So Barbie now has a new body type.  It made news back in January (see this link) and while I wanted to write about it then, time eluded me.  So I’m going to enjoy a little bit of time, sitting to write now.
So why is Barbie’s body type important?  IS it important?
I guess it depends on how you look at it.
You can read the Wikipedia link to see the full history of Barbie.  Her origins go back as far as Germany when a business woman from America named Ruth Handler traveled there and found exactly what she’d been thinking she would like to have designed for her daughter. Ms. Handler had noticed that most toy representations for young girls were all infants and that her daughter often made paper dolls and gave them adult roles.  It was a gap that Ms. Handler realized was there, though her husband who worked for Mattel was not very enthusiastic about the idea.
But a longer story made shorter, the idea the Ms. Handler had finally came to fruition in March of 1959 at the American International Toy Fair in New York.
As a young girl of the 70s and 80s who avidly played with Barbie, I remember one of my first dolls being “Malibu Barbie” who was the stereotypical Malibu girl:  skinny, blond, blue-eyed and sun-tanned.  I remember saving my money to purchase the dolls I wanted and my Christmas presents from friends and family were often Barbie related.  I was never one to play much with baby dolls.  While I had them, I preferred Barbie.  I never recall thinking that my body had to look like hers.  What I recall drawing me more, was the fact that Barbie encouraged me that I could be whatever I wanted to be, my career opportunities were unlimited.  Barbie served in job roles from a McDonald’s cook to an Astronaut!  Honestly I remember thinking, dreaming and believing that I can do anything I set my mind to.  I still hold that mindset today.  Will I become an astronaut?  No, of course not.  But if I’m setting my mind on bettering myself, becoming a veterinarian, a doctor, or an entrepreneur.  I could and can.  My current aspirations are that in marketing as a entrepreneur.  I’ve invested in myself and my education.  I’m determined to set goals and achieve them.  My parents have had a huge roll in shaping my values to be that way, so I won’t give Barbie all the credit for that because let’s face it, she’s a doll…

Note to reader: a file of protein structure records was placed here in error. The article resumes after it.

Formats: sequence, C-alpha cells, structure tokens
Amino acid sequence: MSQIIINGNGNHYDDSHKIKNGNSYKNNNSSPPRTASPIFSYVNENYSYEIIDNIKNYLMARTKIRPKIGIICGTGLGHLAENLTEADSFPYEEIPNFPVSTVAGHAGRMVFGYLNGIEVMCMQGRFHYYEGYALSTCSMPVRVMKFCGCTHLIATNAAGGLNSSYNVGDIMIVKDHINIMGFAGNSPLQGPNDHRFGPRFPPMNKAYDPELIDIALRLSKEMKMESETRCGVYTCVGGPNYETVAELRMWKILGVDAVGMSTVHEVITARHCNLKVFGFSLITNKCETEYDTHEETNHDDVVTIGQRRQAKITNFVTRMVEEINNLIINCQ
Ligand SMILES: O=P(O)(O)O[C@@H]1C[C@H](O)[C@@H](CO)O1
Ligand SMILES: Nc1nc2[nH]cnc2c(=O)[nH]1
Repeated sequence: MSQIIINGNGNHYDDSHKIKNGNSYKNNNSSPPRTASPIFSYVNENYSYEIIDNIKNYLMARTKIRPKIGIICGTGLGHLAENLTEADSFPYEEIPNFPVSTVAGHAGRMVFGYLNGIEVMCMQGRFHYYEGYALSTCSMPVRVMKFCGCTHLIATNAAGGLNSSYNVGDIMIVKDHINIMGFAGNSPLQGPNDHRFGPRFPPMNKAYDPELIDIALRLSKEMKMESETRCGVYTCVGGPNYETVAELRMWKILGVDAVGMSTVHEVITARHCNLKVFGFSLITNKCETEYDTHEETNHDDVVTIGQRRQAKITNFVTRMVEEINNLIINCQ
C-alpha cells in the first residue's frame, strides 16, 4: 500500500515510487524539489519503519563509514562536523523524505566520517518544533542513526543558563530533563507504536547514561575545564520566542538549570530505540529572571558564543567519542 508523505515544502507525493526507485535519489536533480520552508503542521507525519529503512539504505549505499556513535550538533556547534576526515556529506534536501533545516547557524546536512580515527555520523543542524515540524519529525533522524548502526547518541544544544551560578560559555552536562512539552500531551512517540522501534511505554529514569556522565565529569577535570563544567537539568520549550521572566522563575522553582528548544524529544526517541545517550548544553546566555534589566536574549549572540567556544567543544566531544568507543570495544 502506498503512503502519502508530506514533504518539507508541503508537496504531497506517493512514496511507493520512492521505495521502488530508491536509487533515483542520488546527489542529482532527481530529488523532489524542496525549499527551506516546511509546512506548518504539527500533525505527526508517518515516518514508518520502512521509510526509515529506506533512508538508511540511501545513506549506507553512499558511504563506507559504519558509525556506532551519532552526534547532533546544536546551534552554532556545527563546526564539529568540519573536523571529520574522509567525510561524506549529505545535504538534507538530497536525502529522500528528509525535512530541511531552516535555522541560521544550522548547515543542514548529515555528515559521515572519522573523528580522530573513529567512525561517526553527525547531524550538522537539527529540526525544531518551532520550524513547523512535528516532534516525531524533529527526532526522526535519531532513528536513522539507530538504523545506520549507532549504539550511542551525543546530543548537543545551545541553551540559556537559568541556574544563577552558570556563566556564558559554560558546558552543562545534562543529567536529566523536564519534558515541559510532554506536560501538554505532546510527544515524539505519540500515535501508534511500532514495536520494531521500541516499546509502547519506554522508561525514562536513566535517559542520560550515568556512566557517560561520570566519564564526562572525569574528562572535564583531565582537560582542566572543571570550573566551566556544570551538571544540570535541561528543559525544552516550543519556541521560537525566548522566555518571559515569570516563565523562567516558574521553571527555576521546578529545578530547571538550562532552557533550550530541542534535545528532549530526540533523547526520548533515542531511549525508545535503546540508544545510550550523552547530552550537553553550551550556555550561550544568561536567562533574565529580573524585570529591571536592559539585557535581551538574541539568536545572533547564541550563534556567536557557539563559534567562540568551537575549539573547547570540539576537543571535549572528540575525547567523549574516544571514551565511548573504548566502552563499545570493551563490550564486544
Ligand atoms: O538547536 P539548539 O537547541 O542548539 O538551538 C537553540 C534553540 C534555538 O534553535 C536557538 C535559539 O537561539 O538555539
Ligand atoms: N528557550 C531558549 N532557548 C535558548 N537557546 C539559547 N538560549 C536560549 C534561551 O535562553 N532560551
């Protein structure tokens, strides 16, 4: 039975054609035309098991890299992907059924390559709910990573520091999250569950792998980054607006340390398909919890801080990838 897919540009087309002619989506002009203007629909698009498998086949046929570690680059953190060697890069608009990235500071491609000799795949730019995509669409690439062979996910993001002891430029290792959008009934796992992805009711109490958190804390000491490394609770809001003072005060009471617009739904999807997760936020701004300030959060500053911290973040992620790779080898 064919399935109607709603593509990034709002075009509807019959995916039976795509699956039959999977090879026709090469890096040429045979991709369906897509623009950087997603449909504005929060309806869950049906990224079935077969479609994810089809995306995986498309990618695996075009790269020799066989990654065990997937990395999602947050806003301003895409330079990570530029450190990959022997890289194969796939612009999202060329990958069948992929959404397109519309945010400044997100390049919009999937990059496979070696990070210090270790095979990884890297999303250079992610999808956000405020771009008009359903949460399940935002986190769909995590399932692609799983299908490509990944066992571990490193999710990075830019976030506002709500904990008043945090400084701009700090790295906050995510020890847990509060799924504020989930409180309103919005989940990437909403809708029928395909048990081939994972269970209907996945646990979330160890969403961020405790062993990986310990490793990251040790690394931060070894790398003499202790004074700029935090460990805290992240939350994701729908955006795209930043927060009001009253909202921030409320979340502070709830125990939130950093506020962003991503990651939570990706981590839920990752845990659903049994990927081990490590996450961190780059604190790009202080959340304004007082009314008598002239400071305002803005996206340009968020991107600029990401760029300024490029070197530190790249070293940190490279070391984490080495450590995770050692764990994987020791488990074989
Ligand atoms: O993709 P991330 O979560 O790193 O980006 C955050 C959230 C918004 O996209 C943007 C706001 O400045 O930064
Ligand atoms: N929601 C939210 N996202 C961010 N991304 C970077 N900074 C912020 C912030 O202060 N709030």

I will say that I found this video which kind of sums up those thoughts which is what the Ruth Handler envisioned:  “My whole philosophy of Barbie was that, through the doll, the girl could be anything she wanted to be. Barbie always represented the fact that a woman has choices.“- RUTH HANDLER, BARBIE CREATOR
It will be interesting to see if this will improve their sales. I’ve always been a Barbie fan. I watched a video with some little girls playing with the dolls, they said, “It’s not Barbie.”
So has her body shape REALLY influenced girls’ self-esteem like the media wants you to believe? They say Barbie has unrealistic proportions, but come on… she’s a TOY! Do any of the action figures have realistic proportions with their bulging muscles?  I remember watching the old Batman Series on TV when he was a “normal” shaped guy, but then when the movies came out, he got “beefy/muscular”. But I don’t recall an outcry about that. Maybe it’s because he was a superhero… Anyways, at least Barbie can officially say, “Now, will you stop talking about my body!?”
I do think it’s neat though to have a variation in dolls. I was excited the first time I saw a dark haired Barbie. And one of my FAVORITE dolls I had growing up was a Hispanic Barbie with her spanish-styled clothes and dark hair and brown eyes.
So are you rushing out to get a Barbie with a new body type?